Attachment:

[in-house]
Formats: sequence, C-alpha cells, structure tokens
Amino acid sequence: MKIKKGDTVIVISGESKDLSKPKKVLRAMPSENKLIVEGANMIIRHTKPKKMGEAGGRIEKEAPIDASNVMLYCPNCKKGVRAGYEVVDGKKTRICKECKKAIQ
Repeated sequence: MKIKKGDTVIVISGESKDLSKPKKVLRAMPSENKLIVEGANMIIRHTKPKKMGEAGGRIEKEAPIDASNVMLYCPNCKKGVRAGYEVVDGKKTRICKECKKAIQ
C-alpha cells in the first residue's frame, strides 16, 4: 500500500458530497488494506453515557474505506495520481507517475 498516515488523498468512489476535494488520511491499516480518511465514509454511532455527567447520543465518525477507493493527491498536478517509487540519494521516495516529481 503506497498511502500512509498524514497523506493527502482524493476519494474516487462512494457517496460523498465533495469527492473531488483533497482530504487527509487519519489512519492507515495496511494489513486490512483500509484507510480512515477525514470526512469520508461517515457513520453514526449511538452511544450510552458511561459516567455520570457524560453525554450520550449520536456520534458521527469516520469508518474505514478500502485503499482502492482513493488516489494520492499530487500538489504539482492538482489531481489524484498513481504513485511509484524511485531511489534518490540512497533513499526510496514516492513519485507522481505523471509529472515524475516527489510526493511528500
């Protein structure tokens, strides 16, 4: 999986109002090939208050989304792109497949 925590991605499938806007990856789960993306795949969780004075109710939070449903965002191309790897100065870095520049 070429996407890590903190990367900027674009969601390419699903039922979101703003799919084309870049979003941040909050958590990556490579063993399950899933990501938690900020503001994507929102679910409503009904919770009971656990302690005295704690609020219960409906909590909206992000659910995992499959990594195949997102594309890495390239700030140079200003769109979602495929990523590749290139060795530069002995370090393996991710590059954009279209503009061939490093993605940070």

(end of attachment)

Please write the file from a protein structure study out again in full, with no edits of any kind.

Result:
[in-house]
Formats: sequence, C-alpha cells, structure tokens
Amino acid sequence: MKIKKGDTVIVISGESKDLSKPKKVLRAMPSENKLIVEGANMIIRHTKPKKMGEAGGRIEKEAPIDASNVMLYCPNCKKGVRAGYEVVDGKKTRICKECKKAIQ
Repeated sequence: MKIKKGDTVIVISGESKDLSKPKKVLRAMPSENKLIVEGANMIIRHTKPKKMGEAGGRIEKEAPIDASNVMLYCPNCKKGVRAGYEVVDGKKTRICKECKKAIQ
C-alpha cells in the first residue's frame, strides 16, 4: 500500500458530497488494506453515557474505506495520481507517475 498516515488523498468512489476535494488520511491499516480518511465514509454511532455527567447520543465518525477507493493527491498536478517509487540519494521516495516529481 503506497498511502500512509498524514497523506493527502482524493476519494474516487462512494457517496460523498465533495469527492473531488483533497482530504487527509487519519489512519492507515495496511494489513486490512483500509484507510480512515477525514470526512469520508461517515457513520453514526449511538452511544450510552458511561459516567455520570457524560453525554450520550449520536456520534458521527469516520469508518474505514478500502485503499482502492482513493488516489494520492499530487500538489504539482492538482489531481489524484498513481504513485511509484524511485531511489534518490540512497533513499526510496514516492513519485507522481505523471509529472515524475516527489510526493511528500
């Protein structure tokens, strides 16, 4: 999986109002090939208050989304792109497949 925590991605499938806007990856789960993306795949969780004075109710939070449903965002191309790897100065870095520049 070429996407890590903190990367900027674009969601390419699903039922979101703003799919084309870049979003941040909050958590990556490579063993399950899933990501938690900020503001994507929102679910409503009904919770009971656990302690005295704690609020219960409906909590909206992000659910995992499959990594195949997102594309890495390239700030140079200003769109979602495929990523590749290139060795530069002995370090393996991710590059954009279209503009061939490093993605940070």